Here is another member of The Super Diabolics team produced by Airgam in 1985: Spector!
When I initially started this project I thought it was going to be easy. I was envisioning a simple head swap of a DC Direct Deadman onto the two pack Lex Luthor that was packaged with Skeletor, a quick one color re-paint and, "Wham bam, thank you Ma'am!"
Well, this custom turned into a nightmare for me, and I'm glad it did, because I learned a lot while wrestling it to the ground and finally pinning it down! The nightmare started when I was using super glue to try to seal the paint on his leg hinge and the glue got into the joint, which led to me accidentally ripping his leg off while frantically trying to work the articulation! At first I tried to fix the leg using Dr. Nightmare's screw method (thanks for the tutorial Doc!), and got it back to working like a cut joint, but I lost the hinge articulation, which haunted me. So I decided to swap the upper legs and waist out with a DCUC Vigilante. Finding inspiration from DarthThomas81's amazing Faker custom, I also decided to crack the figure and prep the joints from the inside out using his tutorials as a guide (thanks DT81!!). I managed to mangle his left thigh pretty badly while trying to crack it, but it gave me a chance to work on my sculpting and overall I'm extremely pleased with the results. I will be using this method of completely dismantling figures from here on out on all future customs.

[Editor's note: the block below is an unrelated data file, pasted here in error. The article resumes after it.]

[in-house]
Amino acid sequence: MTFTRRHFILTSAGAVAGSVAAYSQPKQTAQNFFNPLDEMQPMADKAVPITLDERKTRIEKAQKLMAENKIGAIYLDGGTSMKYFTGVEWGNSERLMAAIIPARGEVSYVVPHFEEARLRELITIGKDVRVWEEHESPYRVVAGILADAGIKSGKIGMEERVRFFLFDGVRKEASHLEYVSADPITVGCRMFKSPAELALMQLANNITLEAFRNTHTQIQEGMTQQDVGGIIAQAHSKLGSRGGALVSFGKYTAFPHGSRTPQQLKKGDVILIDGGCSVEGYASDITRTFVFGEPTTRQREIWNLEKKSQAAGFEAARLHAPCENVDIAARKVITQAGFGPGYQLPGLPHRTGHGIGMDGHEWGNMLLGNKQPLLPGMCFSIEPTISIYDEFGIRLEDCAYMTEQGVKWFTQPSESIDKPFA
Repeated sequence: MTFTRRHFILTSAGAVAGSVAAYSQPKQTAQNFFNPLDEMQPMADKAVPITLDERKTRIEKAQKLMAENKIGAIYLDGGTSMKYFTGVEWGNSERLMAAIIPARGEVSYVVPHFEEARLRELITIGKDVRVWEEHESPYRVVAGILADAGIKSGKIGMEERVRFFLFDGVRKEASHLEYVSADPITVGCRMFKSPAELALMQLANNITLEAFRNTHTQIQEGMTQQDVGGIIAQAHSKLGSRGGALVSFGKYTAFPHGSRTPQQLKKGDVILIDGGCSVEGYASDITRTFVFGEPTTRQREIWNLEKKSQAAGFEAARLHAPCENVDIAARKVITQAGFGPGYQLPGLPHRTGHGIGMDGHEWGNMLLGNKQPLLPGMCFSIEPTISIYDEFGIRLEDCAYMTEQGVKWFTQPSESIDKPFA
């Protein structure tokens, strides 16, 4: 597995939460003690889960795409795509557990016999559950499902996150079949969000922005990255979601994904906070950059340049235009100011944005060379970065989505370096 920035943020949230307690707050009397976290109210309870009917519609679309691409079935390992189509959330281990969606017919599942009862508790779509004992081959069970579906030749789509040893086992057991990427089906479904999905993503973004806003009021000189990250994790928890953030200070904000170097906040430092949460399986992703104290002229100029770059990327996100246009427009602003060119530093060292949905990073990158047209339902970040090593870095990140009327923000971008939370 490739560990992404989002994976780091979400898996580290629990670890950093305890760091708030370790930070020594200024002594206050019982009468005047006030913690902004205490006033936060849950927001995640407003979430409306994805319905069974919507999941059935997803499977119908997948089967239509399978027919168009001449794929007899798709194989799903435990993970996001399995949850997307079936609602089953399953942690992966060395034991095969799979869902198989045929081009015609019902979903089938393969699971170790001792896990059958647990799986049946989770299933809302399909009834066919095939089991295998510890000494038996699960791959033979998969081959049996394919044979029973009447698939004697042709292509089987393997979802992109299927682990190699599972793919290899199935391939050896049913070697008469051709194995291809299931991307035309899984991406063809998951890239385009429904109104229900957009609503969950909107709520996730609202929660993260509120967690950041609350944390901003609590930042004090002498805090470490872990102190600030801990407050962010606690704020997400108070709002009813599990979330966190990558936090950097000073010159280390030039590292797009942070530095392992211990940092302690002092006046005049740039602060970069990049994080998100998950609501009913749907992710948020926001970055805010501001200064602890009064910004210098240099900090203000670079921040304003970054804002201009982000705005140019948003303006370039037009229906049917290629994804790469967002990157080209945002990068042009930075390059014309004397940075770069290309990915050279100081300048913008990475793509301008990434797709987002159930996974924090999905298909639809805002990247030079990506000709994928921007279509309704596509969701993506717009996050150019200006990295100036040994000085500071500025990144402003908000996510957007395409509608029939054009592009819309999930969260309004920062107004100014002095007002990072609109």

The head is from a DC Direct Deadman. I dremeled off most of the collar of the Lex figure and sanded it down. The helmet is from Classic TV Toys. The "glass" of the visor is from a quarter gumball machine, amazingly it fit inside the helmet perfectly. I used a strap from ML Mister Sinister's cape and glued it down inside of the collar to give the helmet a snug fit. I tweaked the design of the original figure a little bit here to satisfy my imagination. The gun was scratch built from the fodder bin but it has a peg that attaches to a hole I carved into his belt. Finally, I used a blend of matte and gloss finishes to make the "metallic" parts of his costume pop and to break up the monotony of a one color paint job.
Thanks for looking and Happy Thanksgiving everybody!